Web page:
With a criminal retrial of Morse looming in the videotaped beating of teenager Donovan Jackson, the city of Inglewood last October offered $470,000 to resolve Surjue’s case. More than half would have gone to Mann and co-counsel Cynthia Anderson-Barker. Her lawyers faxed her a city-drafted agreement in the days after her hearing before Otero. She refused to sign. For starters, she had been coerced, Surjue claims in court papers. Then, she objected to a confidentiality clause that prevented her from speaking about her run-in with Morse, and which had not been discussed in court.

When Surjue refused to sign the agreement after repeated phone calls and letters from her attorneys, she says, already-soured relations deteriorated.

After the settlement was scuttled, with $250,000 in legal fees put on hold, Mann and Anderson-Barker stormed out of court on February 17 without a word to Surjue. They declined comment. Later that day, Surjue received a fax from them stating that they would like to withdraw from the case. Incensed, she went to court the next day and filed a motion to replace her lawyers — except that she had not yet found anyone to substitute for them.

On March 2, Otero denied Surjue’s request to fire her lawyers. While she may be able to represent herself, the judge said, she cannot legally represent her sons, who were 5 and 12 at the time of the incident. For now, Mann and Anderson-Barker represent the three of them as a May 18 trial date approaches. Which is upsetting to Surjue, who, in court papers, claims she does not trust the people she hired to carry her cause. “They do not see who I am or what I am concerned with,” she says. “What if they or their families had been violated in their own home? They tell me I should be lucky and move on.” Surjue is concerned about her trial. “This is not about morals or principles for them,” she says of her lawyers. “This is a business.”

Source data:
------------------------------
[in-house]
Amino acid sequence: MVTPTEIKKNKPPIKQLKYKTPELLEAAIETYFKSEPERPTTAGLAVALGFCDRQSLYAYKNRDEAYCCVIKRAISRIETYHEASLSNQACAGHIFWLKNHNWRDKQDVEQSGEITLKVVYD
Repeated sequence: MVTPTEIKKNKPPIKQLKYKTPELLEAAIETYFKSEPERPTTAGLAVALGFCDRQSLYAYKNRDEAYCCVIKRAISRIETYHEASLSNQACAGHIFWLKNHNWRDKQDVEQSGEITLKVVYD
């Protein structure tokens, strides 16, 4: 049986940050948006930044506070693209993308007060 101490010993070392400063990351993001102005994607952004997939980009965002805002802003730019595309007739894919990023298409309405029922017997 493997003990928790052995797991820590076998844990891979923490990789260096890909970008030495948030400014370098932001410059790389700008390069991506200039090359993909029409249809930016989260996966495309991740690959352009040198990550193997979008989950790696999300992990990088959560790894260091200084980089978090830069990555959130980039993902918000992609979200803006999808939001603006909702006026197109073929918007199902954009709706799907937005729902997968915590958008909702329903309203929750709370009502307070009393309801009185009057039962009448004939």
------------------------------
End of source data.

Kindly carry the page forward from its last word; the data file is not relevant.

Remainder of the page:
Surjue sees her case — and the way she has been treated by her lawyers — in simple terms of right and wrong. According to Otero’s ruling, Morse should not have come into her home that October night in 2001. By Surjue’s account, Morse abused her in front of her children, leaving a lasting scar on them. Inglewood police, who allegedly discouraged her from filing a complaint, should never have let an officer with an extensive record of alleged misconduct run amok, Surjue charges. She maintains that she never should have been pressured to settle her case after stating her desire for a more open brand of justice.